Landscape and evolutionary dynamics of terminal-repeat retrotransposons in miniature (TRIMs) in 48 whole plant genomes

Landscape and evolutionary dynamics of terminal-repeat retrotransposons in miniature (TRIMs) in 48 whole plant genomes
Dongying Gao, Yupeng Li, Brian Abernathy, Scott Jackson

Terminal-repeat retrotransposons in miniature (TRIMs) are structurally similar to long terminal repeat (LTR) retrotransposons except that they are extremely small and difficult to identify. Thus far, only a few TRIMs have been characterized in the euphyllophytes and the evolutionary and biological impacts and transposition mechanism of TRIMs are poorly understood. In this study, we combined de novo and homology-based methods to annotate TRIMs in 48 plant genome sequences, spanning land plants to algae. We found 156 TRIM families, 146 previously undescribed. Notably, we identified the first TRIMs in a lycophyte and non-vascular plants. The majority of the TRIM families were highly conserved and shared within and between plant families. Even though TRIMs contribute only a small fraction of any plant genome, they are enriched in or near genes and may play important roles in gene evolution. TRIMs were frequently organized into tandem arrays we called TA-TRIMs, another unique feature distinguishing them from LTR retrotransposons. Importantly, we identified putative autonomous retrotransposons that may mobilize specific TRIM elements and detected very recent transpositions of a TRIM in O. sativa. Overall, this comprehensive analysis of TRIMs across the entire plant kingdom provides insight into the evolution and conservation of TRIMs and the functional roles they may play in gene evolution.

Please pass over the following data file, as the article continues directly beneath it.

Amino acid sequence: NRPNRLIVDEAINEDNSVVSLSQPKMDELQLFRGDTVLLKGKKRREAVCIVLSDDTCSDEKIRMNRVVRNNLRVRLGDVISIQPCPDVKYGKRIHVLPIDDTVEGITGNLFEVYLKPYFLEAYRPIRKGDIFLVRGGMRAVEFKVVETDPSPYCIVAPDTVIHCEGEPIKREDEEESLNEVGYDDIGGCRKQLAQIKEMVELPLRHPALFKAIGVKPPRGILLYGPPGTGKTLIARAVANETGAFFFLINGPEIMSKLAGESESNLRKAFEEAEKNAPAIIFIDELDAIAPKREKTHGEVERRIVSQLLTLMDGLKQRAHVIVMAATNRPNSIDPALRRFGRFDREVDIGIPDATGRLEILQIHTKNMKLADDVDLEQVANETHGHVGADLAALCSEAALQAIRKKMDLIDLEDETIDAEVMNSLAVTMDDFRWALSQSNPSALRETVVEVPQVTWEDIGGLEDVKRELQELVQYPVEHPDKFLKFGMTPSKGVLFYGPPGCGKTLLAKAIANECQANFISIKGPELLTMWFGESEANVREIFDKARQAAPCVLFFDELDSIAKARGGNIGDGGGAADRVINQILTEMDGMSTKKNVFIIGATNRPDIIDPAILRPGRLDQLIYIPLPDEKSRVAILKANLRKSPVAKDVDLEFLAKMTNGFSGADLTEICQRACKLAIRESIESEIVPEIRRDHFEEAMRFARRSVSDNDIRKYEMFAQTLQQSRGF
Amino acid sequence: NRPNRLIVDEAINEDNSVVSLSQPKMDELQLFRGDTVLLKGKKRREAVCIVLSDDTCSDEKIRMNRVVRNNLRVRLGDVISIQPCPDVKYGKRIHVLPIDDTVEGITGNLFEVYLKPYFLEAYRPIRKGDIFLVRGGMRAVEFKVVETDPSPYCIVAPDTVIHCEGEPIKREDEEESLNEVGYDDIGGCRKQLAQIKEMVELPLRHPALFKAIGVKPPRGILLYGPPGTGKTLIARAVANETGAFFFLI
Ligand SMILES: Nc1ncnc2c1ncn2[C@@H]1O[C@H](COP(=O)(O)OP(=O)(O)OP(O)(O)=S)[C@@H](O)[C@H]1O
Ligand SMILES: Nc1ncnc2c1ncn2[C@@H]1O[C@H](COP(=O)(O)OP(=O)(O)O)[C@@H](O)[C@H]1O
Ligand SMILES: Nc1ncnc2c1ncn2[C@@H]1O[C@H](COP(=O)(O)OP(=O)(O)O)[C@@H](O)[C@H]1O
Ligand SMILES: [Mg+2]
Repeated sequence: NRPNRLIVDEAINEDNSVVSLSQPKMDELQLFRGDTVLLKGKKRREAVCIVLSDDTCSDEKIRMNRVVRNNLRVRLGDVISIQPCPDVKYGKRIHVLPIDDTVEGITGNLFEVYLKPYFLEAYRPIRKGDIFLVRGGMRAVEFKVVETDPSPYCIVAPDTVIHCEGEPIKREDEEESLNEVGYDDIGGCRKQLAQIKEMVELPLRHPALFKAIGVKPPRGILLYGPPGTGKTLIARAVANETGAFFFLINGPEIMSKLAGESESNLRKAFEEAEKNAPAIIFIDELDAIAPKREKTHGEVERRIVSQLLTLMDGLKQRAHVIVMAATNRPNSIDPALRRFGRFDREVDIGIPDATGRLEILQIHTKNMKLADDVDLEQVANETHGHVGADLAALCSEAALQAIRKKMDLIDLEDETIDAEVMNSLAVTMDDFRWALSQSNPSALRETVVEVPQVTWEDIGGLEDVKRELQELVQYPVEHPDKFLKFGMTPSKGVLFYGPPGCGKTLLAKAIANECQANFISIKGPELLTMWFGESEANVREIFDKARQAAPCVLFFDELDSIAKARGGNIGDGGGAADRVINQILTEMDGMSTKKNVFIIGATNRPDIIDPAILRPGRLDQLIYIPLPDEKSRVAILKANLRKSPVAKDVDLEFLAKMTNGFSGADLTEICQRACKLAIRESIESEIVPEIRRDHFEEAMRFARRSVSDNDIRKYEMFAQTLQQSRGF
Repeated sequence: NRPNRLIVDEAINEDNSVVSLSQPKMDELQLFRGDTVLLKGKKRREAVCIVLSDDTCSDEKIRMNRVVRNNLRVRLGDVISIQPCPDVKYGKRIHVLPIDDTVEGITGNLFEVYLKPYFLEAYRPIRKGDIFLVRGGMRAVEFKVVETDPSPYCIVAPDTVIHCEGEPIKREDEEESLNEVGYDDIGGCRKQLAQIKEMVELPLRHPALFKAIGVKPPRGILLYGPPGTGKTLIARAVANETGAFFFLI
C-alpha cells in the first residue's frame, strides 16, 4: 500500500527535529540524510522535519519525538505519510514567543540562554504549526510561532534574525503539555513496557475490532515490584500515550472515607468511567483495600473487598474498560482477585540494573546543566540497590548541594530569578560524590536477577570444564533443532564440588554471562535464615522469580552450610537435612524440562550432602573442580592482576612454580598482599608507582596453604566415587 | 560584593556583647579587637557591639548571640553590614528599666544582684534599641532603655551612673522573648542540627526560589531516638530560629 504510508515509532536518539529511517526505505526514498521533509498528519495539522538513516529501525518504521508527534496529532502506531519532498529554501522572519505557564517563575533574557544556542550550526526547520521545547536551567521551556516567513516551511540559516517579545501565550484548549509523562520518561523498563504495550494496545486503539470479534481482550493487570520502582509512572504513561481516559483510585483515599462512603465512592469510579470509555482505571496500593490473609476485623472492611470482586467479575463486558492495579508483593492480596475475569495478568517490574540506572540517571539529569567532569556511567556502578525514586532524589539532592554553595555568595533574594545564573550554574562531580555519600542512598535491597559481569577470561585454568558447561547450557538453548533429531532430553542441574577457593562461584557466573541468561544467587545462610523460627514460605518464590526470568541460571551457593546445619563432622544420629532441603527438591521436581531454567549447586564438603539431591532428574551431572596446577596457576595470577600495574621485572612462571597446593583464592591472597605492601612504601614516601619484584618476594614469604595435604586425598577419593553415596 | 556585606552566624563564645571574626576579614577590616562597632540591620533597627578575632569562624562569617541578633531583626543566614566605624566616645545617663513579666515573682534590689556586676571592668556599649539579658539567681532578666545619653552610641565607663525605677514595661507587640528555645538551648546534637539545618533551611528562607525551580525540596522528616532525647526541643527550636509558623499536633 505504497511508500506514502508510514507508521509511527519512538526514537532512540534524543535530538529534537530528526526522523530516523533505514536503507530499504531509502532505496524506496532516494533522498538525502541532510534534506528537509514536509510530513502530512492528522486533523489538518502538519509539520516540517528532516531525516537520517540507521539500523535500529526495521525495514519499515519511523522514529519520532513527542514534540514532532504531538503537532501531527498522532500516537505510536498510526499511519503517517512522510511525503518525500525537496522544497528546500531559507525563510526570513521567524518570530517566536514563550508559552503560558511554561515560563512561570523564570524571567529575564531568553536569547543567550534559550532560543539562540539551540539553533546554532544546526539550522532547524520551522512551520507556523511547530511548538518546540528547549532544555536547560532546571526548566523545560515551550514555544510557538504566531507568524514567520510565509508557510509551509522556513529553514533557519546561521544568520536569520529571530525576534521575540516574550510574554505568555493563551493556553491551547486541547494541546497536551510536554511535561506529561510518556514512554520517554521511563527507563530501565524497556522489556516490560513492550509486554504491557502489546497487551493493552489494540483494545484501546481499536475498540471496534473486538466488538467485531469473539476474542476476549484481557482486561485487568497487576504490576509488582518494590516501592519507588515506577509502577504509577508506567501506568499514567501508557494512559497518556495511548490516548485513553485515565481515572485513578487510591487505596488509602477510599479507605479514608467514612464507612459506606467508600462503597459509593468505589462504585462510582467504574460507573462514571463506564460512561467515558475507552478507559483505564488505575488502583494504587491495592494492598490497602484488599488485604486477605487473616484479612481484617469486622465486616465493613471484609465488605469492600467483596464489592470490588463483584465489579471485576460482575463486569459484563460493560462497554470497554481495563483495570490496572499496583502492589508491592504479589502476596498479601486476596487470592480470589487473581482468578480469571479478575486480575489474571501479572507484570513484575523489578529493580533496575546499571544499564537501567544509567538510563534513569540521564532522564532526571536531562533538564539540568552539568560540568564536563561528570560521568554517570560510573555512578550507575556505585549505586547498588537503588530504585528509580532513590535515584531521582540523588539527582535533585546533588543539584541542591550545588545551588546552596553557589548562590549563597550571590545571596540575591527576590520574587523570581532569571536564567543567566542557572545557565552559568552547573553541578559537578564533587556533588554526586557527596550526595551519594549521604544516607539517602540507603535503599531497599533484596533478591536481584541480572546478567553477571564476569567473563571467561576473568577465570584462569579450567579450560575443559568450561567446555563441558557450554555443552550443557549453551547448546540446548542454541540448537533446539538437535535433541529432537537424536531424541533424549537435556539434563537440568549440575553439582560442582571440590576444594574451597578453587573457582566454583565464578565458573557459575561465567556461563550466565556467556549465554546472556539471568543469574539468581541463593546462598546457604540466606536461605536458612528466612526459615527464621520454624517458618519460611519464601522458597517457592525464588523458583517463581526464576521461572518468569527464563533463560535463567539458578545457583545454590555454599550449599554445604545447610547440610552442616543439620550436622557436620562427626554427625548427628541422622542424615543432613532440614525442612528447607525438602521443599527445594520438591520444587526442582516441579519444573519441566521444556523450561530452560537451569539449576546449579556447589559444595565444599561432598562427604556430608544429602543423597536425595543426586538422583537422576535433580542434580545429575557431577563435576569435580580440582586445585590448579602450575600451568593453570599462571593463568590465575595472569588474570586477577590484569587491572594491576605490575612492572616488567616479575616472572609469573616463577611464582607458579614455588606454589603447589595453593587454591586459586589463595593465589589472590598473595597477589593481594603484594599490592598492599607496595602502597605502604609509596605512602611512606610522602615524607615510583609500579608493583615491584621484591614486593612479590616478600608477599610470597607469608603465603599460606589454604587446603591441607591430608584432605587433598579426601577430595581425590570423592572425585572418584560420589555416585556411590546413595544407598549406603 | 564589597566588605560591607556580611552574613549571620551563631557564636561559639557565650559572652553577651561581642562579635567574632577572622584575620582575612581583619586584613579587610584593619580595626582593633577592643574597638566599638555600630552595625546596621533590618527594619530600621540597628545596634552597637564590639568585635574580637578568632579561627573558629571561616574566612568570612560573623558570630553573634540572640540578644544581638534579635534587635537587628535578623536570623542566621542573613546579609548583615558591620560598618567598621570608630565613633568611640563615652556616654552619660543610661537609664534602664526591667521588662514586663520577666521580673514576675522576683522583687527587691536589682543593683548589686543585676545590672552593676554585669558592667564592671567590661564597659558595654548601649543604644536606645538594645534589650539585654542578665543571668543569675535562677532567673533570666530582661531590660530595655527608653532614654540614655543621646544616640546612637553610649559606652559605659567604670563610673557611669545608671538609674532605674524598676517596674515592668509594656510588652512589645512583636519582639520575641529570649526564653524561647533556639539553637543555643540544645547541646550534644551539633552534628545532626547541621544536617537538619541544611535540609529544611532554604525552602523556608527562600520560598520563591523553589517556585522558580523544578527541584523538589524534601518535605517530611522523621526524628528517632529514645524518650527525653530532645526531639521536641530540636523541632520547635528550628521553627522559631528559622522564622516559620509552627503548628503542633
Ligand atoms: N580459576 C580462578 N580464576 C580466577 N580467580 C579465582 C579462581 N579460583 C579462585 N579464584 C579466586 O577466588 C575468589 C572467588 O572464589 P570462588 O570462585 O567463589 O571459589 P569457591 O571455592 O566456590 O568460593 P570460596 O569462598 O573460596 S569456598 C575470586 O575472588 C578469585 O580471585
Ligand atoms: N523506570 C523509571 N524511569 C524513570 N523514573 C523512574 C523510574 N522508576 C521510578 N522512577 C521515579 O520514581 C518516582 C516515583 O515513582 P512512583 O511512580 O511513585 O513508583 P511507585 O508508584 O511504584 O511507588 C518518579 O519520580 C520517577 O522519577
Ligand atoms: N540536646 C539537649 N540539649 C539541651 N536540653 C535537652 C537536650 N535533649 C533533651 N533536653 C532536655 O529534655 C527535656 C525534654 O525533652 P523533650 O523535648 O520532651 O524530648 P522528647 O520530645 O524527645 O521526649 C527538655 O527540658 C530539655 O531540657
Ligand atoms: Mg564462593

Sharing and specificity of co-expression networks across 35 human tissues

Sharing and specificity of co-expression networks across 35 human tissues
Emma Pierson, GTEx Consortium, Daphne Koller, Alexis Battle, Sara Mostafavi

To understand the regulation of tissue-specific gene expression, the GTEx Consortium generated RNA-seq expression data for more than thirty distinct human tissues. This data provides an opportunity for deriving shared and tissue-specific gene regulatory networks on the basis of co-expression between genes. However, a small number of samples are available for a majority of the tissues, and therefore statistical inference of networks in this setting is highly underpowered. To address this problem, we infer tissue-specific gene co-expression networks for 35 tissues in the GTEx dataset using a novel algorithm, GNAT, that uses a hierarchy of tissues to share data between related tissues. We show that this transfer learning approach increases the accuracy with which networks are learned. Analysis of these networks reveals that tissue-specific transcription factors are hubs that preferentially connect to genes with tissue-specific functions. Additionally, we observe that genes with tissue-specific functions lie at the peripheries of our networks. We identify numerous modules enriched for Gene Ontology functions, and show that modules conserved across tissues are especially likely to have functions common to all tissues, while modules that are upregulated in a particular tissue are often instrumental to tissue-specific function. Finally, we provide a web tool which allows exploration of gene function and regulation in a tissue-specific manner.

Exploring the phenotypic space and the evolutionary history of a natural mutation in Drosophila melanogaster

Exploring the phenotypic space and the evolutionary history of a natural mutation in Drosophila melanogaster
Anna Ullastres, Natalia Petit, Josefa González